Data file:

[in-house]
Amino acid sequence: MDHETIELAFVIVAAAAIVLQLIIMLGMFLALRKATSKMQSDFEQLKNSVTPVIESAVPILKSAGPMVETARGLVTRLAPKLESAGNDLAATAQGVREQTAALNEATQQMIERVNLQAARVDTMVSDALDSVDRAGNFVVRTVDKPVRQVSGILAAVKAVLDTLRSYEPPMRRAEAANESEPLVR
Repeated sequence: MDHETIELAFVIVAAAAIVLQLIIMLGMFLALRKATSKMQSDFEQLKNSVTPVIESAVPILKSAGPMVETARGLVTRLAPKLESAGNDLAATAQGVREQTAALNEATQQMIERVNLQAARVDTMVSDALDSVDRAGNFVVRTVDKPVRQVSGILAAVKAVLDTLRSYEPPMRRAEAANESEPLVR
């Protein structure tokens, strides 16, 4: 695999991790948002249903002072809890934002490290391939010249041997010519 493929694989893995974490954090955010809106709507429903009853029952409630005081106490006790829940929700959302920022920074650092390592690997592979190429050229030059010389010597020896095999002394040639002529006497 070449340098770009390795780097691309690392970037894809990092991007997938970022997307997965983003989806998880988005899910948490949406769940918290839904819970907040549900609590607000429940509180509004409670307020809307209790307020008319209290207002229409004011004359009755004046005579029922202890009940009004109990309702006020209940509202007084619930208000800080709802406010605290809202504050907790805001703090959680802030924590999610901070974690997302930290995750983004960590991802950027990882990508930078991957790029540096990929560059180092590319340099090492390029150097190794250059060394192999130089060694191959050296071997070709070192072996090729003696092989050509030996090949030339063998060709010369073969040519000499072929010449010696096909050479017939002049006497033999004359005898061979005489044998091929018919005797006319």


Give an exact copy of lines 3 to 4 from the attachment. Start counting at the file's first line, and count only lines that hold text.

Repeated sequence: MDHETIELAFVIVAAAAIVLQLIIMLGMFLALRKATSKMQSDFEQLKNSVTPVIESAVPILKSAGPMVETARGLVTRLAPKLESAGNDLAATAQGVREQTAALNEATQQMIERVNLQAARVDTMVSDALDSVDRAGNFVVRTVDKPVRQVSGILAAVKAVLDTLRSYEPPMRRAEAANESEPLVR
């Protein structure tokens, strides 16, 4: 695999991790948002249903002072809890934002490290391939010249041997010519 493929694989893995974490954090955010809106709507429903009853029952409630005081106490006790829940929700959302920022920074650092390592690997592979190429050229030059010389010597020896095999002394040639002529006497 070449340098770009390795780097691309690392970037894809990092991007997938970022997307997965983003989806998880988005899910948490949406769940918290839904819970907040549900609590607000429940509180509004409670307020809307209790307020008319209290207002229409004011004359009755004046005579029922202890009940009004109990309702006020209940509202007084619930208000800080709802406010605290809202504050907790805001703090959680802030924590999610901070974690997302930290995750983004960590991802950027990882990508930078991957790029540096990929560059180092590319340099090492390029150097190794250059060394192999130089060694191959050296071997070709070192072996090729003696092989050509030996090949030339063998060709010369073969040519000499072929010449010696096909050479017939002049006497033999004359005898061979005489044998091929018919005797006319």